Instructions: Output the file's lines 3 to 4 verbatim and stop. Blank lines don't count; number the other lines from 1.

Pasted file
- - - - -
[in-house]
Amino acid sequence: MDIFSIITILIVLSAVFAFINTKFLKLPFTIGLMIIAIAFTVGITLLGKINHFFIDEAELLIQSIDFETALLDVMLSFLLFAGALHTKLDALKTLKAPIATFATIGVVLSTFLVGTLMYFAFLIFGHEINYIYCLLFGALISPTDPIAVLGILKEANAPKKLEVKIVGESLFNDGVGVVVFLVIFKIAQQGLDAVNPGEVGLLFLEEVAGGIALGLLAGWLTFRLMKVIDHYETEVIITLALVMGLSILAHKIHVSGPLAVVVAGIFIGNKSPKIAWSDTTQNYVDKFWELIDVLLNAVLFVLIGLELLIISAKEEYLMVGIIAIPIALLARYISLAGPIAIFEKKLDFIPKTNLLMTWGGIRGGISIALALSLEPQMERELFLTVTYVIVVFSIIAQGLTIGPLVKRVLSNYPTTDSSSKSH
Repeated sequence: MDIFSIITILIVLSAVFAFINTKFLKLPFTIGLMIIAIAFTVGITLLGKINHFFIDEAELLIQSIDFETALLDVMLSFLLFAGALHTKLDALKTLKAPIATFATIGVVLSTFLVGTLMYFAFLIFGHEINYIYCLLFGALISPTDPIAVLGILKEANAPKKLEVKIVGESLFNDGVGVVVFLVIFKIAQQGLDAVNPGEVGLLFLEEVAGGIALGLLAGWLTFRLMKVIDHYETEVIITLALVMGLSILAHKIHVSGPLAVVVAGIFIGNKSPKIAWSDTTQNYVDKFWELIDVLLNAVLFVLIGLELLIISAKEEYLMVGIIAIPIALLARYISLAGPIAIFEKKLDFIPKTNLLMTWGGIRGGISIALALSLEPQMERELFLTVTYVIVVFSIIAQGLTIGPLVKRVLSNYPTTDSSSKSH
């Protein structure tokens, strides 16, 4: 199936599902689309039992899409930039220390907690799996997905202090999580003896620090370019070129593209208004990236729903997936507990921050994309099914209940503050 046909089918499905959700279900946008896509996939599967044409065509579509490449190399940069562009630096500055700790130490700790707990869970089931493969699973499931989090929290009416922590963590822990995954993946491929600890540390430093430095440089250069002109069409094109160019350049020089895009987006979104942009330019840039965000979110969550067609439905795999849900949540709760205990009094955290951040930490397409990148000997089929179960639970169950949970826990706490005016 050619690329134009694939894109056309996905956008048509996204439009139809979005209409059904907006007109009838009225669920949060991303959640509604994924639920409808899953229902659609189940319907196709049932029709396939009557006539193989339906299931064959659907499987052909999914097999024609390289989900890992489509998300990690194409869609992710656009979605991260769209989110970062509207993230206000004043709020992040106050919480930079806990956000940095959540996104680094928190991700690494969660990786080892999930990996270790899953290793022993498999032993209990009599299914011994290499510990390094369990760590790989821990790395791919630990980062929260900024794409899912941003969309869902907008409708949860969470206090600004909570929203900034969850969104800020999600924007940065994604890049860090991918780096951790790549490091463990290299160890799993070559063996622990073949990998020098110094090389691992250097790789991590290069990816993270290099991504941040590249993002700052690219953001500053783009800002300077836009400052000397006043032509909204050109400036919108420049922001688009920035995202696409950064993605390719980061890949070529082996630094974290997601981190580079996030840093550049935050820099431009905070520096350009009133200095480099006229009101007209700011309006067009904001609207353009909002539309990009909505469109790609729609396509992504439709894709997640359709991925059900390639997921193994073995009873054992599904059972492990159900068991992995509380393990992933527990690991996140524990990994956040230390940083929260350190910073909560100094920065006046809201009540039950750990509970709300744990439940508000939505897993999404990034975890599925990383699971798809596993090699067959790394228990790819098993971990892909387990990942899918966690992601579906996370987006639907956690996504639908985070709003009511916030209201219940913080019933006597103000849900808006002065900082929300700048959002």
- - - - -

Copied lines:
Repeated sequence: MDIFSIITILIVLSAVFAFINTKFLKLPFTIGLMIIAIAFTVGITLLGKINHFFIDEAELLIQSIDFETALLDVMLSFLLFAGALHTKLDALKTLKAPIATFATIGVVLSTFLVGTLMYFAFLIFGHEINYIYCLLFGALISPTDPIAVLGILKEANAPKKLEVKIVGESLFNDGVGVVVFLVIFKIAQQGLDAVNPGEVGLLFLEEVAGGIALGLLAGWLTFRLMKVIDHYETEVIITLALVMGLSILAHKIHVSGPLAVVVAGIFIGNKSPKIAWSDTTQNYVDKFWELIDVLLNAVLFVLIGLELLIISAKEEYLMVGIIAIPIALLARYISLAGPIAIFEKKLDFIPKTNLLMTWGGIRGGISIALALSLEPQMERELFLTVTYVIVVFSIIAQGLTIGPLVKRVLSNYPTTDSSSKSH
């Protein structure tokens, strides 16, 4: 199936599902689309039992899409930039220390907690799996997905202090999580003896620090370019070129593209208004990236729903997936507990921050994309099914209940503050 046909089918499905959700279900946008896509996939599967044409065509579509490449190399940069562009630096500055700790130490700790707990869970089931493969699973499931989090929290009416922590963590822990995954993946491929600890540390430093430095440089250069002109069409094109160019350049020089895009987006979104942009330019840039965000979110969550067609439905795999849900949540709760205990009094955290951040930490397409990148000997089929179960639970169950949970826990706490005016 050619690329134009694939894109056309996905956008048509996204439009139809979005209409059904907006007109009838009225669920949060991303959640509604994924639920409808899953229902659609189940319907196709049932029709396939009557006539193989339906299931064959659907499987052909999914097999024609390289989900890992489509998300990690194409869609992710656009979605991260769209989110970062509207993230206000004043709020992040106050919480930079806990956000940095959540996104680094928190991700690494969660990786080892999930990996270790899953290793022993498999032993209990009599299914011994290499510990390094369990760590790989821990790395791919630990980062929260900024794409899912941003969309869902907008409708949860969470206090600004909570929203900034969850969104800020999600924007940065994604890049860090991918780096951790790549490091463990290299160890799993070559063996622990073949990998020098110094090389691992250097790789991590290069990816993270290099991504941040590249993002700052690219953001500053783009800002300077836009400052000397006043032509909204050109400036919108420049922001688009920035995202696409950064993605390719980061890949070529082996630094974290997601981190580079996030840093550049935050820099431009905070520096350009009133200095480099006229009101007209700011309006067009904001609207353009909002539309990009909505469109790609729609396509992504439709894709997640359709991925059900390639997921193994073995009873054992599904059972492990159900068991992995509380393990992933527990690991996140524990990994956040230390940083929260350190910073909560100094920065006046809201009540039950750990509970709300744990439940508000939505897993999404990034975890599925990383699971798809596993090699067959790394228990790819098993971990892909387990990942899918966690992601579906996370987006639907956690996504639908985070709003009511916030209201219940913080019933006597103000849900808006002065900082929300700048959002």